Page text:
One of only two YC-15 prototype aircraft that was produced in the 1970’s had been in AMARC’s desert storage for a period of 17 years. This aircraft was identified to play a new role as a test bed for advanced technology. In order to meet this need, the AMARC workforce in conjunction with Boeing worked on the YC-15 for several months on site. After more than 15 years in storage in the Arizona desert, in late 1996 the McDonnell Douglas YC-15 was brought out of mothballs to continue its mission as an advanced technology demonstrator. It was the first Air Force developmental aircraft leased back to a contractor under a Cooperative Research and Development Agreement. The primary reason for the agreement was to provide a prototype to explore new technology applications for the C-17 and other airlift aircraft. Without the use of the YC-15 for airlift testing to assist the lone C-17 test aircraft, the Air Force would have to rely on the operational C-17 fleet, which was already heavily tasked with global commitments. The YC-15, which first flew in 1975, had been stored at Davis-Monthan Air Force Base in Tucson, Ariz., the home to the Air Force's Aerospace Maintenance and Regeneration Center, an Air Force Material Command facility. Refurbishment was being done by both McDonnell Douglas and AMARC crews. The result: a successfully refurbished and flight ready aircraft departed AMARC in 1997. The YC-15 operated out of McDonnell Douglas facilities in Long Beach, CA.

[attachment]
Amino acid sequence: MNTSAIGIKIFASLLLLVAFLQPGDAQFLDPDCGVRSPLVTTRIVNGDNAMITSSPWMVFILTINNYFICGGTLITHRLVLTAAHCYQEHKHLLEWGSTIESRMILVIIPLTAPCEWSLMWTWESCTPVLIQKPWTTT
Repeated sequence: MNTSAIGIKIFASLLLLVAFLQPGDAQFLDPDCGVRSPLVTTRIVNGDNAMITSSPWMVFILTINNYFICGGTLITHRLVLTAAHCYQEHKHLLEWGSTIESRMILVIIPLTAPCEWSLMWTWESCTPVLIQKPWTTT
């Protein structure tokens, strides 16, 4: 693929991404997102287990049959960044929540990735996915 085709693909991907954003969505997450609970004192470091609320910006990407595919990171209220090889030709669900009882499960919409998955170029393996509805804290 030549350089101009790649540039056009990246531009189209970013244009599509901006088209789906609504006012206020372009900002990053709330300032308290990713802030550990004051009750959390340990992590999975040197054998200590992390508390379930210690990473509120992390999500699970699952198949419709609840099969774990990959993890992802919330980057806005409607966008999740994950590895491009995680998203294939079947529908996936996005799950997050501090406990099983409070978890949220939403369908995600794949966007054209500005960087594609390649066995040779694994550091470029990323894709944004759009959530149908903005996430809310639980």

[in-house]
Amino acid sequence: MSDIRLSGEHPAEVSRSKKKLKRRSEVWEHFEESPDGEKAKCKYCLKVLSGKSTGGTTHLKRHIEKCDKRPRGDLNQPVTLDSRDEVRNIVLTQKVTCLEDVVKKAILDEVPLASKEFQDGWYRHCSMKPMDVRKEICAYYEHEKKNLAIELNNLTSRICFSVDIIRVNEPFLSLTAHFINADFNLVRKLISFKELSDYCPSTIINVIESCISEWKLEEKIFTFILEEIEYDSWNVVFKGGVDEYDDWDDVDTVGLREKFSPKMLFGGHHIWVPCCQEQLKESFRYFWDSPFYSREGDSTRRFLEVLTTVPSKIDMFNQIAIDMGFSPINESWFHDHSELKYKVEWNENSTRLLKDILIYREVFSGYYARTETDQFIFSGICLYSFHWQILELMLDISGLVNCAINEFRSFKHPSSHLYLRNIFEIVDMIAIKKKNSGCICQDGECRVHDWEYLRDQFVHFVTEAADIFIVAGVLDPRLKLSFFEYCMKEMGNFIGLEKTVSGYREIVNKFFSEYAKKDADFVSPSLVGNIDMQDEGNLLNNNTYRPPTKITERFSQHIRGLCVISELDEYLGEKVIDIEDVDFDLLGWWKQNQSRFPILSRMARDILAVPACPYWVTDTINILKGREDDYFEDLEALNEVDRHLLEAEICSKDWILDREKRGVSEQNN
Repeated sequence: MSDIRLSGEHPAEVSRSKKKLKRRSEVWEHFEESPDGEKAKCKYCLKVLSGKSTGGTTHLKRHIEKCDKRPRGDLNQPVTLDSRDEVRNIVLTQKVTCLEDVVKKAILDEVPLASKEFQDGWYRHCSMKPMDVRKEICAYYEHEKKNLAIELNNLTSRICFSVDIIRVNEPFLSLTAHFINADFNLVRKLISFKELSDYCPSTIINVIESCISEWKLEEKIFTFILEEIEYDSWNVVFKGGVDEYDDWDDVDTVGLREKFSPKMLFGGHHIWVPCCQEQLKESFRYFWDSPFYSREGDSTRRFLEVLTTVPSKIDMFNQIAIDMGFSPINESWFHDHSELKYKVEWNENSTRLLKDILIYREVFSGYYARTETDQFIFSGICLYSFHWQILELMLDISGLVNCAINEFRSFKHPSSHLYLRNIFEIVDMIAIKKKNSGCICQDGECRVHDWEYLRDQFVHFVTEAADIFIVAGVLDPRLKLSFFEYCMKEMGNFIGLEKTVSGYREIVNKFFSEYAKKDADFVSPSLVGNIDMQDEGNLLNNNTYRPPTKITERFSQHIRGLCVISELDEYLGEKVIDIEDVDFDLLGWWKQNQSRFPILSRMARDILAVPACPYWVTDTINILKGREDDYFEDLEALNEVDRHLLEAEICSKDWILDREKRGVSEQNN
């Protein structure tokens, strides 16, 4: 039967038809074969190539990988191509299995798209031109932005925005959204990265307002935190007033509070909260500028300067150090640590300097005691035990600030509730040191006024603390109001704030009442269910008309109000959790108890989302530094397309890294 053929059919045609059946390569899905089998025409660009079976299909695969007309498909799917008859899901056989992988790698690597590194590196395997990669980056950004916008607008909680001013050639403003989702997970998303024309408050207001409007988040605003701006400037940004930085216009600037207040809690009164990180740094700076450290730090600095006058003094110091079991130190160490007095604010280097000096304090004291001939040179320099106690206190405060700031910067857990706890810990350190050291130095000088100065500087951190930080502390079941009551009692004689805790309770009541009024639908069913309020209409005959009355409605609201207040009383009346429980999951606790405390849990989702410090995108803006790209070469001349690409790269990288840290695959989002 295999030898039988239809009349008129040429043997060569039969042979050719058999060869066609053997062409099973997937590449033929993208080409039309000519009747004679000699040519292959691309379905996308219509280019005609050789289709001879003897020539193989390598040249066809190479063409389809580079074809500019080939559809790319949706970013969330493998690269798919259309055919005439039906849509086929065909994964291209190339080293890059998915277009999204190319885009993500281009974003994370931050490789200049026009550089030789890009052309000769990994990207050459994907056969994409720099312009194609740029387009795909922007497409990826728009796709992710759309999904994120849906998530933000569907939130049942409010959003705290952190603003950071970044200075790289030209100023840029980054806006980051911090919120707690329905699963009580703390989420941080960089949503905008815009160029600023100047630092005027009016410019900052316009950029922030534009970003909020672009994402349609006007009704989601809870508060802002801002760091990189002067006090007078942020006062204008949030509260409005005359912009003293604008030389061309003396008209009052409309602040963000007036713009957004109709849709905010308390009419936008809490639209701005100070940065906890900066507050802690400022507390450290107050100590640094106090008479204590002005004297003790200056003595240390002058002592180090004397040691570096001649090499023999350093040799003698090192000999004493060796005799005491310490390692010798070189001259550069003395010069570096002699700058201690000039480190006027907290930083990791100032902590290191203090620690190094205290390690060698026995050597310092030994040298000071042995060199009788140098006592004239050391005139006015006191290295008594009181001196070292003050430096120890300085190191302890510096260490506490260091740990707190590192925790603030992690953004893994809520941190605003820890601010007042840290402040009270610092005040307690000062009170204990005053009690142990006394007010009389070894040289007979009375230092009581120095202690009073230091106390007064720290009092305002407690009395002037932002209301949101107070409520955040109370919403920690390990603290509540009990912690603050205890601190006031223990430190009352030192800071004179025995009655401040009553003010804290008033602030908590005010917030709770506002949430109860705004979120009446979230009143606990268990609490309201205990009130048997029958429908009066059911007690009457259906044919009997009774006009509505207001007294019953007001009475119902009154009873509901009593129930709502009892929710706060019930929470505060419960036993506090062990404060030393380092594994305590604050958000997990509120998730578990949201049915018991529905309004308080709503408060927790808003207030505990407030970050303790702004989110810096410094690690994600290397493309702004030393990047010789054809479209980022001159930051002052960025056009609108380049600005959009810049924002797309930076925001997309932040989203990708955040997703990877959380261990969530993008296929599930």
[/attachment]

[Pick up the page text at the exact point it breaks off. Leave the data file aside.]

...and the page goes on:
Triton

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Artist's impression of Boeing Model 953-815 vector thrust medium STOL transport of the STOL Tactical Aircraft Investigation (STAI) portion of the AMST program.

Source:
Carroll, Richard H et al. STOL Tactical Aircraft Investigation. Volume I. Configuration Definition: Medium STOL Transport with Vectored Thrust/Mechanical Flaps Boeing Aerospace Co. Seattle, WA
May 1973

Abstract: